ANTI-MAN by Dean R. Koontz
ANTI-MAN by Dean R. Koontz
It was really too much to hope for, but we seemed to have lost them. We had jumped from Knoxville to Pierre, South Dakota, from that drab terminal to Bismark, North Dakota, and on to San Francisco. In the City of the Sun, we had walked unknown with our hands in our pockets and our faces open to the sky, feeling less like fugitives than we had any right to, grabbing a day of much needed rest and a moment to collect our thoughts before dashing on. We had spent the day buying gear for the last leg of our escape, eating our first decent meal in two days, and sitting through some atrocious toto-experience film just because it was dark in the theater and, therefore, safer for the two most wanted men in the world. At midnight, we had bought tickets and boarded the next Pole-crossing rocket flight that would take us over Alaska. As the high-altitude craft flashed above Northern California and into Oregon, I took Him into the bathroom at the end of the First Class compartment (fugitives should always travel First Class, for the rich are always too concerned with the way they look to notice anyone else) and locked the door. “Take off your coat and shirt,” I told Him. “I want to see that wound.”
“I tell you, it’s hardly anything at all.” He had been telling me that for a day and a half, stalling me, keeping me from looking at it. Right from the beginning, He had been somewhat indecipherable. Part of His personality was a closed door beyond which might lay a room or a mansion. I could not tell which. Now, again indecipherable, He seemed willing to risk infection, blood poisoning, maybe even death rather than let me examine the wound! But I had seen the World Authority copper shoot in the Pierre terminal, and I wasn’t going to let Him go until I had given Him some sort of care. I had seen the blood, lots of blood, fountain up from His shoulder when the pin had torn into Him.
Him. Not much of a name, but what do you call the first android? Adam? No, too trite. Anyone who would have seriously suggested something like that would have been drummed right out of the laboratories, wrapped in a coat of tar and chicken pluckings. And would have deserved every bit of it. So, then, how about Harry? Or George? Leo? Sam? Actually, He was a scientific milestone of the first order, one of Man’s most brilliant achievements. Somehow, naming a milestone Sam did not seem right to any of us. I had a dog once that I had never called anything but Dog, and I guess the situation with Him was much the same. The dog was totally doggy, everything a dog should be, the archetype of all canines, an oddly true stereotype of Man’s Best Friend. He could hold no other name but Dog. To have called him Prince or Rover or Blackie would have been a gross indignity. And our android, flawless as a hydroponics apple, was the archetype, so it seemed, of Man. He: a fitting title.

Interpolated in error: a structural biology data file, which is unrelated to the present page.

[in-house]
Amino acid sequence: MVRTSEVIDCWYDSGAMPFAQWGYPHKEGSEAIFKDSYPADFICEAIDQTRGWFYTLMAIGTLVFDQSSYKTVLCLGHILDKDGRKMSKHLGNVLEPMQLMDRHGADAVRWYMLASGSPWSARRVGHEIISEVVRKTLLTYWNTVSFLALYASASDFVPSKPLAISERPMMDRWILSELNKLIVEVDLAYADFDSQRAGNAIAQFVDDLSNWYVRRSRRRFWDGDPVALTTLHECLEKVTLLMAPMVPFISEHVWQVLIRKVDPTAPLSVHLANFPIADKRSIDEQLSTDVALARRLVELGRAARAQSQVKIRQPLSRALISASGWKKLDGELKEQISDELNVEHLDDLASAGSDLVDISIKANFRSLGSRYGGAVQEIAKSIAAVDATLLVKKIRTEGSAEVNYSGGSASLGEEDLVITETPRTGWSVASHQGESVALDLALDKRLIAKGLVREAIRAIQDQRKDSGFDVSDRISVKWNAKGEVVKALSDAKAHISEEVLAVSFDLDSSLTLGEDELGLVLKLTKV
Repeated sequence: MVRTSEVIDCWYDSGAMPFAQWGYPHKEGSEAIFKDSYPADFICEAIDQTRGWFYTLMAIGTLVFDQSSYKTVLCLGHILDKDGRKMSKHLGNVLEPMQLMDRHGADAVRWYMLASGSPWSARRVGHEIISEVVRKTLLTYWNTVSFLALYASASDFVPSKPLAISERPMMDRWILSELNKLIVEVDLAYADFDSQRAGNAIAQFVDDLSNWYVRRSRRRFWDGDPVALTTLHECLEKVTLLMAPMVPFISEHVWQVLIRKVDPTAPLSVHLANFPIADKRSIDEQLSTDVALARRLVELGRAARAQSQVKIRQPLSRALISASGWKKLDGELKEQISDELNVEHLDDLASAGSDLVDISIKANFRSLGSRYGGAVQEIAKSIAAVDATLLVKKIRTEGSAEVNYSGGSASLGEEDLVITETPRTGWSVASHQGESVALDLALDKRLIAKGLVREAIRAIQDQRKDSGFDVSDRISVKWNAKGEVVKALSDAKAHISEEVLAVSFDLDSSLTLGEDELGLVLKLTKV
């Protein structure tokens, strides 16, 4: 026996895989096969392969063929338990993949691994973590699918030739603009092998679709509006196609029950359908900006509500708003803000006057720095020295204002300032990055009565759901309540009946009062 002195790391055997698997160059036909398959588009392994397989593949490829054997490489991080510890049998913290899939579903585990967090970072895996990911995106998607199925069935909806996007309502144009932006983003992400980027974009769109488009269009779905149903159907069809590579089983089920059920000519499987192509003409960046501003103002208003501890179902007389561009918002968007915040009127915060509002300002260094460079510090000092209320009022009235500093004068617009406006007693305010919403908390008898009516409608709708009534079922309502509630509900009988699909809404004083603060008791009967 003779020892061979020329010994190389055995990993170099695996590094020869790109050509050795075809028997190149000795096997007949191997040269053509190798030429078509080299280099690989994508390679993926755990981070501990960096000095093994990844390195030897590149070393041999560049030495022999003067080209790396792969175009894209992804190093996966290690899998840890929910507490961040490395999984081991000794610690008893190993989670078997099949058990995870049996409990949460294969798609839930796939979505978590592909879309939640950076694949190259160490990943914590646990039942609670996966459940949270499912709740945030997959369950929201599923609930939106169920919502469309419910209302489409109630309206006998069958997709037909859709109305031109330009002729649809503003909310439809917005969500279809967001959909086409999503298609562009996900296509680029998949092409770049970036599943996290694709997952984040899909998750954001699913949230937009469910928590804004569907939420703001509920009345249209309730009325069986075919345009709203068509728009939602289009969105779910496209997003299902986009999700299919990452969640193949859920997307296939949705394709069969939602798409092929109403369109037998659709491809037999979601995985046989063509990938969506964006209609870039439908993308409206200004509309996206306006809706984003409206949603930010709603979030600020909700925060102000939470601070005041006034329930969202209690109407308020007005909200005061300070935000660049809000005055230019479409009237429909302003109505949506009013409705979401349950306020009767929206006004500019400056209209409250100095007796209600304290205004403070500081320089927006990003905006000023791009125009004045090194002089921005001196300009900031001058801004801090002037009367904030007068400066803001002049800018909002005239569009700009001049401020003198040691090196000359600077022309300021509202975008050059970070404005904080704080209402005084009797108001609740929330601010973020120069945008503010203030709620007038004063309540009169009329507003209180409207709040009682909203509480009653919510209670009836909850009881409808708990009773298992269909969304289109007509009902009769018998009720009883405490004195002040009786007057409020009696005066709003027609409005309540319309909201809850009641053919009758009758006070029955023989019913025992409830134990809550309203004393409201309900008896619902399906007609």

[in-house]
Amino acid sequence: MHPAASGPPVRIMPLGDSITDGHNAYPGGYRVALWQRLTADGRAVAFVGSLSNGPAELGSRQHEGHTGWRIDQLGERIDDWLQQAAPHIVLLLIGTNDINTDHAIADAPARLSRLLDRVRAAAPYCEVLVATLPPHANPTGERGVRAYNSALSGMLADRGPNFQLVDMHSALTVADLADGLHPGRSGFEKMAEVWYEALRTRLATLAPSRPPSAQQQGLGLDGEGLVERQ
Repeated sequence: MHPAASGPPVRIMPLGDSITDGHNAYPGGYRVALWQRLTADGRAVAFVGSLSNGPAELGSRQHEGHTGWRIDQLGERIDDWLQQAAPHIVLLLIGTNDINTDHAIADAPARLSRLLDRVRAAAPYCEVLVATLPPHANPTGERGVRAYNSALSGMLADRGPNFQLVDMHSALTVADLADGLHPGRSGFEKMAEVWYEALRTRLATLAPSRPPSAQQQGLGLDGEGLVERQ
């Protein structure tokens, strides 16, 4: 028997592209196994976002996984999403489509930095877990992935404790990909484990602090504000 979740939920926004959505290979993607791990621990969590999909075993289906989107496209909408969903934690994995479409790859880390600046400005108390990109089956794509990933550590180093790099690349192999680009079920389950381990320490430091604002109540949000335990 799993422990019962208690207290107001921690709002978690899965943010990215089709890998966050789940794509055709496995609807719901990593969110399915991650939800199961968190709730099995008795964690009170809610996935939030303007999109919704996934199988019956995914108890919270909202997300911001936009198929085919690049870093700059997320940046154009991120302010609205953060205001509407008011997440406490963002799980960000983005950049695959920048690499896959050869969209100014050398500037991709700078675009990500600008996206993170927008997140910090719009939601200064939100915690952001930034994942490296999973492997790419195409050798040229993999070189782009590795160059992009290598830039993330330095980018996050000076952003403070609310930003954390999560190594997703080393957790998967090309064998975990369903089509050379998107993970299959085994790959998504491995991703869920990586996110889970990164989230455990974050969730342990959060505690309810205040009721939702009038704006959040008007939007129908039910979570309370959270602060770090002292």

“You’ve been putting me off now for—” I tried to argue.
“Don’t worry about it,” He said, His eyes blue-white and penetrating. It had always been His eyes that had upset the senators who came to investigate the project as a publicity boost for their sagging political reputations. Later, they would remember other peculiarities about Him and begin to question those too, but it always started with His eyes. Imagine a sky reflected blearily in a heavily-frosted pane of milk glass. Cut out two circles of that rimed blue and paste them in two globes of veinless white marble as alabaster-like as the skin of a Greek statue. Those were His eyes. There was no denying them, no escaping. They gleamed like ice in the sun, a droplet of mercury mirroring the ocean.
“Strip anyway,” I said. He knew I was stubborn. Everyone that knew me could attest to that. “I want to see it. I’m the doctor around here.”